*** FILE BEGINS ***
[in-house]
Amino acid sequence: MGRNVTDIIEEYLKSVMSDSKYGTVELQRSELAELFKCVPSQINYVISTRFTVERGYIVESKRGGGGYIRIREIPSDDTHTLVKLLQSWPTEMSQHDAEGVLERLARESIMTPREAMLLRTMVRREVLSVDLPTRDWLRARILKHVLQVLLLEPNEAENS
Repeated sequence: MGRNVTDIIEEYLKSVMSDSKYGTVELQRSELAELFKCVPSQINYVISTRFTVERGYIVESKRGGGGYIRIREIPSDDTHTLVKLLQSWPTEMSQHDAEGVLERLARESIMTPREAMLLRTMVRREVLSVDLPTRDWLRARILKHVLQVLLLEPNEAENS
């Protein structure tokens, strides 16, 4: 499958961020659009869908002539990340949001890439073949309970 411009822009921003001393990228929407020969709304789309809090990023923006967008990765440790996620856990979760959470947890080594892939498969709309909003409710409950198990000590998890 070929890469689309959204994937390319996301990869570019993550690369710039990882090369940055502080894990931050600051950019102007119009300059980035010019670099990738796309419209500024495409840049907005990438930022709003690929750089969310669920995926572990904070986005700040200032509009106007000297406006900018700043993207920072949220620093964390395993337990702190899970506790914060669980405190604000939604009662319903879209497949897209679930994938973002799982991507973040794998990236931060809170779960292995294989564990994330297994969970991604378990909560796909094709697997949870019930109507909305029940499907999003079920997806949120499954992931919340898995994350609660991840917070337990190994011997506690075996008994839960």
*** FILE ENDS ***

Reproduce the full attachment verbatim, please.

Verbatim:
[in-house]
Amino acid sequence: MGRNVTDIIEEYLKSVMSDSKYGTVELQRSELAELFKCVPSQINYVISTRFTVERGYIVESKRGGGGYIRIREIPSDDTHTLVKLLQSWPTEMSQHDAEGVLERLARESIMTPREAMLLRTMVRREVLSVDLPTRDWLRARILKHVLQVLLLEPNEAENS
Repeated sequence: MGRNVTDIIEEYLKSVMSDSKYGTVELQRSELAELFKCVPSQINYVISTRFTVERGYIVESKRGGGGYIRIREIPSDDTHTLVKLLQSWPTEMSQHDAEGVLERLARESIMTPREAMLLRTMVRREVLSVDLPTRDWLRARILKHVLQVLLLEPNEAENS
């Protein structure tokens, strides 16, 4: 499958961020659009869908002539990340949001890439073949309970 411009822009921003001393990228929407020969709304789309809090990023923006967008990765440790996620856990979760959470947890080594892939498969709309909003409710409950198990000590998890 070929890469689309959204994937390319996301990869570019993550690369710039990882090369940055502080894990931050600051950019102007119009300059980035010019670099990738796309419209500024495409840049907005990438930022709003690929750089969310669920995926572990904070986005700040200032509009106007000297406006900018700043993207920072949220620093964390395993337990702190899970506790914060669980405190604000939604009662319903879209497949897209679930994938973002799982991507973040794998990236931060809170779960292995294989564990994330297994969970991604378990909560796909094709697997949870019930109507909305029940499907999003079920997806949120499954992931919340898995994350609660991840917070337990190994011997506690075996008994839960």